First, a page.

Mark Richardson, Public News Service
Advocacy groups are sounding the alarm about the well-being of Arizona’s children.
The 2022 Kids Count Data Book released today ranks Arizona 44th out of 50 states for the health and well-being of its children. The survey highlights some troubling trends in how Arizona children are facing significant mental-health challenges and increasing levels of poverty.
Kelley Murphy, vice president of policy for the Children’s Action Alliance, Arizona’s Kids Count partner, said while 9% of Arizona children suffer with anxiety and depression, the numbers rapidly increase when applied to the state’s marginalized communities.
“There are huge, disproportionate differences between all Black and brown children and white children, and what we see in the data,” Murphy reported. “Even on mental health, depression and anxiety ratings for our Native American populations is significantly higher than it is for white children.”
The report ranks Arizona 47th for education, with an increase in three- and four-year-old children not in preschool. The study also ranked Arizona 29th in children’s health, with a surge in deaths among children and teens, and an increase in low-birth weight babies.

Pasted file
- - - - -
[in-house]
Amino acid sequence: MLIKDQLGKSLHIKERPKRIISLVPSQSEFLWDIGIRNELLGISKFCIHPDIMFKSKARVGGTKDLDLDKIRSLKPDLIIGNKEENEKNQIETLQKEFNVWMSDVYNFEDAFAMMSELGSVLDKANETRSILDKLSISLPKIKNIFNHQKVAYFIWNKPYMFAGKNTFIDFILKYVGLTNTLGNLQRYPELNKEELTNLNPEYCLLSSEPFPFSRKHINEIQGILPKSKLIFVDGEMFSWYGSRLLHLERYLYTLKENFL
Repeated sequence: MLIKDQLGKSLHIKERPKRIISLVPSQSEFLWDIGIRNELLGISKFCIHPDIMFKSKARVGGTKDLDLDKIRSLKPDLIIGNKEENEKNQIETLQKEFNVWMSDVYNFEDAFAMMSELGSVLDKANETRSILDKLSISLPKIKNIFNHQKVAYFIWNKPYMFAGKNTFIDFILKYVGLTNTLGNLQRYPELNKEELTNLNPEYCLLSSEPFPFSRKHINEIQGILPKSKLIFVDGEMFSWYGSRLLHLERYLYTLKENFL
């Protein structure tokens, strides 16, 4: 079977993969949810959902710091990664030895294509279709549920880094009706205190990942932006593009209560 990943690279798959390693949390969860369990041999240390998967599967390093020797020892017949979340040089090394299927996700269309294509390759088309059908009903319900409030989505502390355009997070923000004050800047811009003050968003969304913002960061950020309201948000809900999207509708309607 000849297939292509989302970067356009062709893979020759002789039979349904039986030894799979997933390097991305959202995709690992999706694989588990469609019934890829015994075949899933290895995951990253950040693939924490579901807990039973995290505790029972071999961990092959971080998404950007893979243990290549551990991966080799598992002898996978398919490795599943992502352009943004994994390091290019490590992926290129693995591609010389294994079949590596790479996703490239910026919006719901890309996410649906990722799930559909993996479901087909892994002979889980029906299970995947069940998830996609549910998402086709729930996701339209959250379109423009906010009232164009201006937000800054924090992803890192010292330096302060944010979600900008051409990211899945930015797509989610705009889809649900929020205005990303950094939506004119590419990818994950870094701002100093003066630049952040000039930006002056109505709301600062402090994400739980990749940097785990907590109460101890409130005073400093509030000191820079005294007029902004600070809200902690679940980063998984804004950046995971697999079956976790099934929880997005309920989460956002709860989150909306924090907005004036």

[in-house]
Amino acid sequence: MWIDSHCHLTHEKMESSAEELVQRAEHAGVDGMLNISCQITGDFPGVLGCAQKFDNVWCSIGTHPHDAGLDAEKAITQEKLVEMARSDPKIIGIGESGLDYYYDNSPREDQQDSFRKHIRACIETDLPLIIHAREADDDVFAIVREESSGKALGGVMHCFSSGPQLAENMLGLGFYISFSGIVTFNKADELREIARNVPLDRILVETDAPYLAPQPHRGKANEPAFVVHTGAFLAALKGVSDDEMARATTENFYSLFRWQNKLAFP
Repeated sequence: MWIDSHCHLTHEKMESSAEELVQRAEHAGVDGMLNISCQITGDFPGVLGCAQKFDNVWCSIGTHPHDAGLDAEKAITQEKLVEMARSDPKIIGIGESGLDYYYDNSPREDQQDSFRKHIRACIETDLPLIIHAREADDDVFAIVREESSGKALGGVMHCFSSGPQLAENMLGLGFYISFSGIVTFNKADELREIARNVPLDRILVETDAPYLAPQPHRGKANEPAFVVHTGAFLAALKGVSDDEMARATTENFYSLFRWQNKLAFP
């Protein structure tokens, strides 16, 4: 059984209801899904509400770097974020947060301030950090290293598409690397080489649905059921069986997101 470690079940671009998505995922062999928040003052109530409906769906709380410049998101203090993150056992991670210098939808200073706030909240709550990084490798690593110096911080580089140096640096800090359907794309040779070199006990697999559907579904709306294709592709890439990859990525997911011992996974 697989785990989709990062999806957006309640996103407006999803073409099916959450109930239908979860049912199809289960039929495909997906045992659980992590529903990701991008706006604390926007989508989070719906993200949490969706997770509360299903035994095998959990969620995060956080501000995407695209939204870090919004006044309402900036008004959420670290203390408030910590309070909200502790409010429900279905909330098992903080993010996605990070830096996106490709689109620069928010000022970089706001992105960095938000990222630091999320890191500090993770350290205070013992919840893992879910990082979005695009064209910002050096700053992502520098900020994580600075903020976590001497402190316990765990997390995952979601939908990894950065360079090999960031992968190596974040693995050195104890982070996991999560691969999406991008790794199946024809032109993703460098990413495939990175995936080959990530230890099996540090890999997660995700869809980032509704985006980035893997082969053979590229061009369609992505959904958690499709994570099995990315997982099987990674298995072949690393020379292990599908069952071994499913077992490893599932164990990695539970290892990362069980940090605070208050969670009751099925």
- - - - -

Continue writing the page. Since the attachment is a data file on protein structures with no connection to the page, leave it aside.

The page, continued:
Murphy pointed out the study reinforces the belief high poverty rates are a direct result of policymakers “dis-investing” in Arizona families. She urged lawmakers to boost the state’s lagging public education system to lift Arizonans out of poverty.
“One of the key ways for families to get back out of poverty or for individuals to get out of poverty is education,” Murphy asserted. “We really want to see the K-12 education system in the state reaching all of those families equally and not leaving some parts of the state behind.”
Leslie Boissiere, vice president of external affairs for the Annie E. Casey Foundation, said access to health insurance is one of the best ways to provide children with a high level of health and well-being.
“We know that both the physical and mental health of children is incredibly important,” Boissiere contended. “Access to health insurance can provide them with the resources to ensure that they do well both physically and also that they have access to the mental-health resources they need to do well mentally.”
The annual Kids Count Data Book is published annually by the Annie E. Casey Foundation, ranking states on the overall well-being of their children. The grades are based on 16 indicators across four major areas: economic well-being, education, health and community, and family.
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